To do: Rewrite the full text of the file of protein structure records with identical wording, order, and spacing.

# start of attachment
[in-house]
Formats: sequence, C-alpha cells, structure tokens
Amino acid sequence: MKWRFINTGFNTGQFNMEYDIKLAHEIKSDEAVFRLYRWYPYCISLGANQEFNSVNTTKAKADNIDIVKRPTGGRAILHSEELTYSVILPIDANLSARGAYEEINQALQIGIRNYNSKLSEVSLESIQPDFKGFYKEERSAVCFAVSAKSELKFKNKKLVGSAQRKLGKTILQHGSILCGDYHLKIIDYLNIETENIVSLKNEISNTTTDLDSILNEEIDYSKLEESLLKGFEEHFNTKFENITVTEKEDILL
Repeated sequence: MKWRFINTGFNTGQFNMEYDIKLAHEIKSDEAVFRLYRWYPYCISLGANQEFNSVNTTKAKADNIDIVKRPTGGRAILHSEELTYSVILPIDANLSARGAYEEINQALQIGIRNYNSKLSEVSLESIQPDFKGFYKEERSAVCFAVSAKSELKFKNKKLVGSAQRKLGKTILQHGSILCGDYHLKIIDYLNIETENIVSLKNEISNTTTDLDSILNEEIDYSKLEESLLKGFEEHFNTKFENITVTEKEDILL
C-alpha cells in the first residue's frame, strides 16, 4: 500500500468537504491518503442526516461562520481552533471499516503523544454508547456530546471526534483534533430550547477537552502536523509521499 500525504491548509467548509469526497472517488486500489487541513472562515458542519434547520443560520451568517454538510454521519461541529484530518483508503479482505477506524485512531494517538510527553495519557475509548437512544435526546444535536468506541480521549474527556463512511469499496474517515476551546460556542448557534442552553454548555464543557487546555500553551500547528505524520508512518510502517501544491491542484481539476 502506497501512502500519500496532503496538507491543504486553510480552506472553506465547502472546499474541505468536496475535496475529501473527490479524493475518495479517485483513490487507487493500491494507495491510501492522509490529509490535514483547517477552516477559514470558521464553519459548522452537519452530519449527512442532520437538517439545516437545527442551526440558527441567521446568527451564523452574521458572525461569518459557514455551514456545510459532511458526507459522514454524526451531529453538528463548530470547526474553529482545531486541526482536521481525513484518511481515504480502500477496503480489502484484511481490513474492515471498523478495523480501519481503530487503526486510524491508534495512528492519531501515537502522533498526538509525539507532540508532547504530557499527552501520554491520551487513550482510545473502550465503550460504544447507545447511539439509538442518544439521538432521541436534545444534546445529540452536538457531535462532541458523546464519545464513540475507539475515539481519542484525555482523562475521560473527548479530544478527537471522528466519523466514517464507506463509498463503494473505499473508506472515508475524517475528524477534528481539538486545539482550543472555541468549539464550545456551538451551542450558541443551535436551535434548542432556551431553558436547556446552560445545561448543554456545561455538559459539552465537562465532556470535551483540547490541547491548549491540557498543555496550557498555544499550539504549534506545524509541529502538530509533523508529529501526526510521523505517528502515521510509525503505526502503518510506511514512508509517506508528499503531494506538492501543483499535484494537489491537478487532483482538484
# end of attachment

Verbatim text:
[in-house]
Formats: sequence, C-alpha cells, structure tokens
Amino acid sequence: MKWRFINTGFNTGQFNMEYDIKLAHEIKSDEAVFRLYRWYPYCISLGANQEFNSVNTTKAKADNIDIVKRPTGGRAILHSEELTYSVILPIDANLSARGAYEEINQALQIGIRNYNSKLSEVSLESIQPDFKGFYKEERSAVCFAVSAKSELKFKNKKLVGSAQRKLGKTILQHGSILCGDYHLKIIDYLNIETENIVSLKNEISNTTTDLDSILNEEIDYSKLEESLLKGFEEHFNTKFENITVTEKEDILL
Repeated sequence: MKWRFINTGFNTGQFNMEYDIKLAHEIKSDEAVFRLYRWYPYCISLGANQEFNSVNTTKAKADNIDIVKRPTGGRAILHSEELTYSVILPIDANLSARGAYEEINQALQIGIRNYNSKLSEVSLESIQPDFKGFYKEERSAVCFAVSAKSELKFKNKKLVGSAQRKLGKTILQHGSILCGDYHLKIIDYLNIETENIVSLKNEISNTTTDLDSILNEEIDYSKLEESLLKGFEEHFNTKFENITVTEKEDILL
C-alpha cells in the first residue's frame, strides 16, 4: 500500500468537504491518503442526516461562520481552533471499516503523544454508547456530546471526534483534533430550547477537552502536523509521499 500525504491548509467548509469526497472517488486500489487541513472562515458542519434547520443560520451568517454538510454521519461541529484530518483508503479482505477506524485512531494517538510527553495519557475509548437512544435526546444535536468506541480521549474527556463512511469499496474517515476551546460556542448557534442552553454548555464543557487546555500553551500547528505524520508512518510502517501544491491542484481539476 502506497501512502500519500496532503496538507491543504486553510480552506472553506465547502472546499474541505468536496475535496475529501473527490479524493475518495479517485483513490487507487493500491494507495491510501492522509490529509490535514483547517477552516477559514470558521464553519459548522452537519452530519449527512442532520437538517439545516437545527442551526440558527441567521446568527451564523452574521458572525461569518459557514455551514456545510459532511458526507459522514454524526451531529453538528463548530470547526474553529482545531486541526482536521481525513484518511481515504480502500477496503480489502484484511481490513474492515471498523478495523480501519481503530487503526486510524491508534495512528492519531501515537502522533498526538509525539507532540508532547504530557499527552501520554491520551487513550482510545473502550465503550460504544447507545447511539439509538442518544439521538432521541436534545444534546445529540452536538457531535462532541458523546464519545464513540475507539475515539481519542484525555482523562475521560473527548479530544478527537471522528466519523466514517464507506463509498463503494473505499473508506472515508475524517475528524477534528481539538486545539482550543472555541468549539464550545456551538451551542450558541443551535436551535434548542432556551431553558436547556446552560445545561448543554456545561455538559459539552465537562465532556470535551483540547490541547491548549491540557498543555496550557498555544499550539504549534506545524509541529502538530509533523508529529501526526510521523505517528502515521510509525503505526502503518510506511514512508509517506508528499503531494506538492501543483499535484494537489491537478487532483482538484